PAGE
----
I like to write about fish, animals, the environment and unique ways to think about those things here on my blog, thedyingfish.com. My regular readers also realize though that it’s all written from a libertarian, freedom-loving point of view. This is a time of crisis for American liberty and I’d like to shift my focus for a while from the fish, birds and waters of the mid-Atlantic to the struggle against the forces of control and conformity that now face us. If you’re offended by naked libertarianism or Americanism, you might want to just skip pieces like the following:
We’re all so much safer when government takes control of things. All the science says so. In reference to the current pandemic, it warms the heart to know that government is now firmly at the helm, counting incidence and deaths, generally teaching us how not to spread infectious disease and issuing directives to stem the flood of contagion. Perhaps this is a teachable moment in which we could all learn to trust government more and the reach of government could be expanded to all the things which threaten Americans.
For instance, automobile accidents…
Car crashes kill about 32 to 38 thousand [U.S. DOT figures] Americans annually. Think how many lives could be saved by simply shutting down the roads.
Alcohol related deaths…
88,000 American lives lost and 250 billion dollars lost annually [CDC Alchohol-Related Disease Impact Application] and yet it’s so simple to prevent: simply pass a law prohibiting the consumption or distribution of alcohol. Why haven’t we done this already?!
Among the greatest risk factors for heart disease (650,000 U.S. deaths annually) [CDC] are dietary choices. But why do people need so many choices? Just mandate healthy foods – we certainly don’t need more than 10 choices. And the right choices have been established long ago in the government’s own food pyramid. It’s time to write that into law isn’t it ?!
This does no one any demonstrable good and should have been banned outright long ago because no one can scientifically prove that it’s needed. 480,000 U.S. deaths annually. [CDC]
Government surely needs to flex its muscles here, shutting down the drug companies that have profited from opioids and creating larger militant task forces to pursue the illegal pushers and users alike. Approximately 47,000 Americans died of overdose in 2018 alone. [CDC]
Spreads in much the same way COVID 19 does and killed an estimated 34 thousand Americans in the 2018-2019 season (The 2019-2020 season preliminary numbers are a wide-ranging 24 to 62 thousand) [CDC] . It’s about time the government gets serious about protecting us from each other, keeping the schools closed, mandating vaccines and by all means keeping us separated.
Secondary infection in hospitals… And why isn’t government doing more to prevent the loss of life due to secondary infections contracted in hospitals? About 72,000 Americans died in American hospitals in 2015 while fighting a Healthcare-Associated Infection. Surely more government inspectors pursuing an ever more rigorous checklist of sanitation protocols can prevent this needless loss of life.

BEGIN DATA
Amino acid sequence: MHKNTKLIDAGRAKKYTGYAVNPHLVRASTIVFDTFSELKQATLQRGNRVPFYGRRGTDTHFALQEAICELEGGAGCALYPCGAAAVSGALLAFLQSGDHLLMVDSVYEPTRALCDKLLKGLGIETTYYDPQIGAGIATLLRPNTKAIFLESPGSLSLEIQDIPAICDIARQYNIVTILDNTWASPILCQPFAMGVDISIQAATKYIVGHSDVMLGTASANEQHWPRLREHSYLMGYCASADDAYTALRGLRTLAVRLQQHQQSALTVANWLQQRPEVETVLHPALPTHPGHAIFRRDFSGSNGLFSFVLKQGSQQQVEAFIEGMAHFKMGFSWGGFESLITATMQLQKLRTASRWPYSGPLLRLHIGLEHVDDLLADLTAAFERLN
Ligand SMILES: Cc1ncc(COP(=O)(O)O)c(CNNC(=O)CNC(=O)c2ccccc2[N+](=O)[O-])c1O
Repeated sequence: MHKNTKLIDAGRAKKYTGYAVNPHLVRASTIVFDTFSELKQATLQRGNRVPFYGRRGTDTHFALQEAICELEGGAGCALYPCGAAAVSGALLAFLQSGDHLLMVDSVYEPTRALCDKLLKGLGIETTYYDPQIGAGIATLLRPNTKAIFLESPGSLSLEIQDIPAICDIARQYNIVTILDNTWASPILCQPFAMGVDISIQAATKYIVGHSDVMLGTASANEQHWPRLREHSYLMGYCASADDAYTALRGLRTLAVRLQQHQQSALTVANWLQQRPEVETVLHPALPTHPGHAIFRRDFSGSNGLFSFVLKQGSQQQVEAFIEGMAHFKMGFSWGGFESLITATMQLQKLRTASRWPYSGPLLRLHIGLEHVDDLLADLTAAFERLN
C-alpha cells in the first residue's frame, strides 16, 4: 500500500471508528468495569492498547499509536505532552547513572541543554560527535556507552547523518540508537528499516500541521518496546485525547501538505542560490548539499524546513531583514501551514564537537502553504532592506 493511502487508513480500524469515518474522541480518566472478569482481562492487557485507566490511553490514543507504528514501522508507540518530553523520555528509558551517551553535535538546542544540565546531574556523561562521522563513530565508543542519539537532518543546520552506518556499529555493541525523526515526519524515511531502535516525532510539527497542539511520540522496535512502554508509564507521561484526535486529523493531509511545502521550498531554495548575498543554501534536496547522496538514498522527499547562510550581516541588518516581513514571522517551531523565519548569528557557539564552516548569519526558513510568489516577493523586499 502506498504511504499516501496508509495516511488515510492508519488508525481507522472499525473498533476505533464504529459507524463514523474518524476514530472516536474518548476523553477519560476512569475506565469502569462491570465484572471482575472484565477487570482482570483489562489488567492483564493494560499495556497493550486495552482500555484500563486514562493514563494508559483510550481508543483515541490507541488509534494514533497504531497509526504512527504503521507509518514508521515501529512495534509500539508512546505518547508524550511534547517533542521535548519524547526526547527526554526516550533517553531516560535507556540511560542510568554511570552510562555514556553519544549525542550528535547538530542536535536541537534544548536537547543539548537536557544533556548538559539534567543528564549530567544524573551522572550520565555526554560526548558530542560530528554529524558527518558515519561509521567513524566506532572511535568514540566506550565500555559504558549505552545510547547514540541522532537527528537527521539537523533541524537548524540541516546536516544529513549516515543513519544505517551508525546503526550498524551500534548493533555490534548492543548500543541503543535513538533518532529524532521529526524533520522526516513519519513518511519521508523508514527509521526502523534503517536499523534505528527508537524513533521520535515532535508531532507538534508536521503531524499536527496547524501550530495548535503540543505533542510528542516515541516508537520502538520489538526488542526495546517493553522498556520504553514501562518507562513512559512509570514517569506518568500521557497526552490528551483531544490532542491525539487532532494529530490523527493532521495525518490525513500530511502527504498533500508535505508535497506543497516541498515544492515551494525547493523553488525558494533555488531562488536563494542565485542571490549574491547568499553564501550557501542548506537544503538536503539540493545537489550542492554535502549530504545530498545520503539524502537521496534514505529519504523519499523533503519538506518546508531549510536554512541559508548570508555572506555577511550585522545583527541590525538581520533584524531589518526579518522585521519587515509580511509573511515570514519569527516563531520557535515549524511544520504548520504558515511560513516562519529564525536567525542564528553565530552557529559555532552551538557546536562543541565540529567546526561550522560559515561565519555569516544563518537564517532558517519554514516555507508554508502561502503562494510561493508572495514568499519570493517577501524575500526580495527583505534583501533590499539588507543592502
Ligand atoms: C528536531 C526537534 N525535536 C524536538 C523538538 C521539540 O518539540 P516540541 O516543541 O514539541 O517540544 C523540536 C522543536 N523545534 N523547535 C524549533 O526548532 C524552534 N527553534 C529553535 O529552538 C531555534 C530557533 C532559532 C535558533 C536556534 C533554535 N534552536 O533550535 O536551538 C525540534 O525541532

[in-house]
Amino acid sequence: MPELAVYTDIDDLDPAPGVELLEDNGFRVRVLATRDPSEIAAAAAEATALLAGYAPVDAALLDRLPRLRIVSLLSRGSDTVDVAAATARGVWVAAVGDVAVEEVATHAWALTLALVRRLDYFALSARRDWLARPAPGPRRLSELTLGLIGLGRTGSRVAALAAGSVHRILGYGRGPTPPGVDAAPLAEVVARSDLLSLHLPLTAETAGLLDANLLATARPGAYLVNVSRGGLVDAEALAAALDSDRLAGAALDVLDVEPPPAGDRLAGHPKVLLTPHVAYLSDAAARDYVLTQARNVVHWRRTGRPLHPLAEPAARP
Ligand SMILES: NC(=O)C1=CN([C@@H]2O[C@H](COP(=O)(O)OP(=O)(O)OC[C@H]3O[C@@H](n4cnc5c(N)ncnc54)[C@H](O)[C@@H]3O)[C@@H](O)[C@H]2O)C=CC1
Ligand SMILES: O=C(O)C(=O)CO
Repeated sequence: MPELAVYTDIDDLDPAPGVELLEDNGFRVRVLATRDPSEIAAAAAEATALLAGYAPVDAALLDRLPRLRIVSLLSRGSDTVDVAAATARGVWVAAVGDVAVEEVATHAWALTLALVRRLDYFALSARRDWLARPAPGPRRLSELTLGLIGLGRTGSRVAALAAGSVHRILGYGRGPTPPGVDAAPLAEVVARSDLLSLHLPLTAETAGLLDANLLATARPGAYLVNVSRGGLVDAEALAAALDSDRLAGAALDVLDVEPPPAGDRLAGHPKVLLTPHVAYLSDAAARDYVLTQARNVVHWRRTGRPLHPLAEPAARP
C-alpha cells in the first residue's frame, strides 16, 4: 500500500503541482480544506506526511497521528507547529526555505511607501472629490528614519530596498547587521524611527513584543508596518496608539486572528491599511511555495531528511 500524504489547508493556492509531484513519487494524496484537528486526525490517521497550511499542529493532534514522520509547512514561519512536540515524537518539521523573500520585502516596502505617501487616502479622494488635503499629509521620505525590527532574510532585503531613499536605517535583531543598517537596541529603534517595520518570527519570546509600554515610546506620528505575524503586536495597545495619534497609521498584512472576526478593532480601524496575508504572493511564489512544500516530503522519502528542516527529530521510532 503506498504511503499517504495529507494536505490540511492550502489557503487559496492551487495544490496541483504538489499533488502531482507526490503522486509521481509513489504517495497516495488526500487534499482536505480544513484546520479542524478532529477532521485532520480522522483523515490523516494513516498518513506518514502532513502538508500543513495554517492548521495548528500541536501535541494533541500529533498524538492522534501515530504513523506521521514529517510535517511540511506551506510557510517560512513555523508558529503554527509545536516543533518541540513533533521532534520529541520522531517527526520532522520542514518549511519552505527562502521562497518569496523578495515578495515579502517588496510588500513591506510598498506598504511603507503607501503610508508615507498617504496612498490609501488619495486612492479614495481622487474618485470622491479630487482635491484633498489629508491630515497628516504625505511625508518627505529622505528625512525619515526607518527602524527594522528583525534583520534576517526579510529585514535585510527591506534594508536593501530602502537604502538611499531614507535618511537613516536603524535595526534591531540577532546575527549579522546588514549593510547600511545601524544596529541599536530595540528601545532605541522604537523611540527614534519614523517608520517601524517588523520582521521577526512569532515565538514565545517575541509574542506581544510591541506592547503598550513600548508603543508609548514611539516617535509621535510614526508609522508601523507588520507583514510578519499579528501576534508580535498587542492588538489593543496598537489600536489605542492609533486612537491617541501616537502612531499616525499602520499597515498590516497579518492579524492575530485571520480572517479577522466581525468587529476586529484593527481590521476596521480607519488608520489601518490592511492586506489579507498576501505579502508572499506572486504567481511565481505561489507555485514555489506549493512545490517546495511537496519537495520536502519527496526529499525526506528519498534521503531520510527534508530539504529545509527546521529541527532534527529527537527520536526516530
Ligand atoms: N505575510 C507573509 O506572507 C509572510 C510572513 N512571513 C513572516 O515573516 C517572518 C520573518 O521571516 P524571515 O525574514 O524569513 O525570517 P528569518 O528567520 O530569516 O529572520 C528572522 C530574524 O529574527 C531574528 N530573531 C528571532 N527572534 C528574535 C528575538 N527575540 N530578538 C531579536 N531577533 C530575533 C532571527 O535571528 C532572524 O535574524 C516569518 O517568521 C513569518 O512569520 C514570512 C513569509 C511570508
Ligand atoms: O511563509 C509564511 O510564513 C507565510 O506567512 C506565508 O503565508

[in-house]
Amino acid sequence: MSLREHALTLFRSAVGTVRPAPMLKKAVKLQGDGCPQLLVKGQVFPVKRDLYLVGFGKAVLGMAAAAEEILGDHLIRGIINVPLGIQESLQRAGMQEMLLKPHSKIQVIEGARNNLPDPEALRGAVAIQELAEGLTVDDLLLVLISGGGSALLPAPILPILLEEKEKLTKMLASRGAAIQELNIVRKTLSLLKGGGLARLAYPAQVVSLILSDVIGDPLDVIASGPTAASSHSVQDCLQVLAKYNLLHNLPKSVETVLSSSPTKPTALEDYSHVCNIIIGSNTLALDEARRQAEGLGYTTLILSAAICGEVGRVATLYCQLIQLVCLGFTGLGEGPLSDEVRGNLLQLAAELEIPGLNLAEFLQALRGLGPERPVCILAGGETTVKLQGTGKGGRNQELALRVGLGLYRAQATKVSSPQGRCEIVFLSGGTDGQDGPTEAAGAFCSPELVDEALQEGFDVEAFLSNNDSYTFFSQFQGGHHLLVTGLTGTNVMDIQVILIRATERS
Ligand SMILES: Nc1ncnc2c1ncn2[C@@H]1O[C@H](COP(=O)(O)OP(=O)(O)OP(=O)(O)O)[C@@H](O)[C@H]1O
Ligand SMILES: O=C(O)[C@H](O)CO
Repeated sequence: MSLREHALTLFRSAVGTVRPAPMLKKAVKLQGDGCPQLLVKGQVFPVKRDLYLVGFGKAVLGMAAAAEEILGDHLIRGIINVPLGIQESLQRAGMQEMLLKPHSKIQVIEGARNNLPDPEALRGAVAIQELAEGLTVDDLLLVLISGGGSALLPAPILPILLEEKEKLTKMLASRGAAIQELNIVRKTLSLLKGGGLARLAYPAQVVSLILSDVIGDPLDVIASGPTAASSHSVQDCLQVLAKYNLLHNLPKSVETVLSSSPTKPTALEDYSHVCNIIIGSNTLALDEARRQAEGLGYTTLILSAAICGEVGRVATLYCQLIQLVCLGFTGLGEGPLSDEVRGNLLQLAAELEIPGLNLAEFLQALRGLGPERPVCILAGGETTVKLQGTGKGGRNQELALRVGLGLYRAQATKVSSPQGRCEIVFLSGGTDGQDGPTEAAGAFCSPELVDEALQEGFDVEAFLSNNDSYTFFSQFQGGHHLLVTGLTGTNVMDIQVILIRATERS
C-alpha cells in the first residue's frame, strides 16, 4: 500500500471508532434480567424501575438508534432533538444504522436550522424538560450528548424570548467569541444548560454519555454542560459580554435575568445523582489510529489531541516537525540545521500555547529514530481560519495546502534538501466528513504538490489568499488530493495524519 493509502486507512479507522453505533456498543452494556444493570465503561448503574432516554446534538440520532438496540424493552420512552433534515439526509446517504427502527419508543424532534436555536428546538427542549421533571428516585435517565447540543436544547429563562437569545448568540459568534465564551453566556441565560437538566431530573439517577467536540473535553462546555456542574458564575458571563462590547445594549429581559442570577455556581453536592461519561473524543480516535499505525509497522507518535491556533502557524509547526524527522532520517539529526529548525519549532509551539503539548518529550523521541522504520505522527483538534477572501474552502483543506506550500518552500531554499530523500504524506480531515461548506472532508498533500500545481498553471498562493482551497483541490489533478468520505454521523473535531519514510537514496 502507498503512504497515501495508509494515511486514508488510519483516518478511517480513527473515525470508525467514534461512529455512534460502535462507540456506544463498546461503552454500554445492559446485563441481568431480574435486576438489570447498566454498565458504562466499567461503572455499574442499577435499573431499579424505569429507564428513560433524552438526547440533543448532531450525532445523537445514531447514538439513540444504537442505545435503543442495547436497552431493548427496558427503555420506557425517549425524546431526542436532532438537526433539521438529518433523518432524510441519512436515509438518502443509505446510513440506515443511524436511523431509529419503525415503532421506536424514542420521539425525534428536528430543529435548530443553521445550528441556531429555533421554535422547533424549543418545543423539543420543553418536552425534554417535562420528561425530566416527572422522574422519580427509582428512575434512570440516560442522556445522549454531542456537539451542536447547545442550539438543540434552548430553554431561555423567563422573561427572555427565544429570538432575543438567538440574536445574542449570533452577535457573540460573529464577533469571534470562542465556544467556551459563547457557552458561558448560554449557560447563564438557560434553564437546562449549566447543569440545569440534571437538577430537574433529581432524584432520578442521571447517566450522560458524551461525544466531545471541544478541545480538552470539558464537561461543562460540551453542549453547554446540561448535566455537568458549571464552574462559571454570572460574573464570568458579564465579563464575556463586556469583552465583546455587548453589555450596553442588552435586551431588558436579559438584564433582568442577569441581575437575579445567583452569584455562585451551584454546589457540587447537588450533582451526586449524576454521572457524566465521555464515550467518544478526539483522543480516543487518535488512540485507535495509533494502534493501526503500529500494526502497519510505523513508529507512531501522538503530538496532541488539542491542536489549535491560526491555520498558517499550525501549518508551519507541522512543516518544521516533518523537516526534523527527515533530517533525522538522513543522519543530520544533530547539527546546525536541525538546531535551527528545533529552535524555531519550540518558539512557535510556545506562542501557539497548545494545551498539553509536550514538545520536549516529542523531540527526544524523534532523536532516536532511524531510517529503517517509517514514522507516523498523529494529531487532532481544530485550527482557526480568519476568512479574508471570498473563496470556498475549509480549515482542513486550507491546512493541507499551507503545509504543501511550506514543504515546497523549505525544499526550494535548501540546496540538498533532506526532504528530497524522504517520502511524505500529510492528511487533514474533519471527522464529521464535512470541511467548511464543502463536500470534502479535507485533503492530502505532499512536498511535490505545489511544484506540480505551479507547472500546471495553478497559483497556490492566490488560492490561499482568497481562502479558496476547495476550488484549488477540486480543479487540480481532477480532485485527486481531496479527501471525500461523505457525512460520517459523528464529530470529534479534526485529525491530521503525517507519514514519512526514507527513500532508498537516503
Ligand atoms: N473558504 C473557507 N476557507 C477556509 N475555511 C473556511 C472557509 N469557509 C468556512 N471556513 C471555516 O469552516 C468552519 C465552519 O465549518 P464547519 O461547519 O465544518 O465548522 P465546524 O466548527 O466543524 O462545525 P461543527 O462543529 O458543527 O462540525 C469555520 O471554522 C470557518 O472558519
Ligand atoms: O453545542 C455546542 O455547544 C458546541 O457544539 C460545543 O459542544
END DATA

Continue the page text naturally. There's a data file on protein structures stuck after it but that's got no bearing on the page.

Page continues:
For murder, we should simply pass a law against it which would save over 16,000 [Statista, 2018 figures]American lives. That and ban anything that can be used as a weapon.
.COVID 19 has now accounted for about 8,500 American deaths, by today’s CDC figures (these figures remain controversial, however, because of differences in state’s counting methodology, i.e. “deaths with coronavirus” vs. “deaths from coronavirus.”. Over 2,800,000 Americans will die in 2020 [based on 2017 CDC figures]. The average age of death from COVID 19 is similar to the average U.S. life expectancy of 78.6 years. Yet we responded by elevating COVID 19 to emergency and pandemic status.
How do we live up to the precedent of control and mandate now being set?
If government could shut down roads, schools and businesses long enough to get all of these threats under control, what would be left of America? What of our lives? And history seems to suggest that overly-empowered government has been among the leading causes of human death, at least in the history of the 20th Century.
And here’s something zoological to chew on: Out of all the world’s megafauna, those least likely to face predators, vicious younger competitors or disease are those in zoos. Out of all the hamsters, those least likely to be picked off by raptors are those passing time on wheels and feeding on alfalfa pellets. Among fish, those most likely to survive to maturity are raised in the uniform bathtubs we call hatchery raceways. But none of these lead lives worth living and certainly none are ready to face a wild world of unpredictable and life-threatening challenges.
Perhaps one day we will let government solve all our problems for us and keep us from all harm. But after all the lights go out in our life-supporting cubes and an aseptic silence reigns, one imposing question would still linger: Who will protect us from government when government protects us from all?
Between 2007 and 2011, I walked from Georgia to New Brunswick in 5 long hikes, looking at brook trout streams all along the way. On the fourth of these hikes, I carried a rugged video camera that I used to capture day -to-day life on the trail between Cortland County, New York and Moosehead Lake, Maine. Long ago, I produced 9 videos from this footage and uploaded it to YouTube where these videos sit, seldom seen. Along with my next 9 blog posts, I’m going to share links to each of these videos. This is low-quality footage, especially by today’s standards but gives a real-life glimpse of the trail chronicled in my book, The Dying Fish.
The sixth video of the fourth hike of the Eastern Brook Trout Solo Adventure: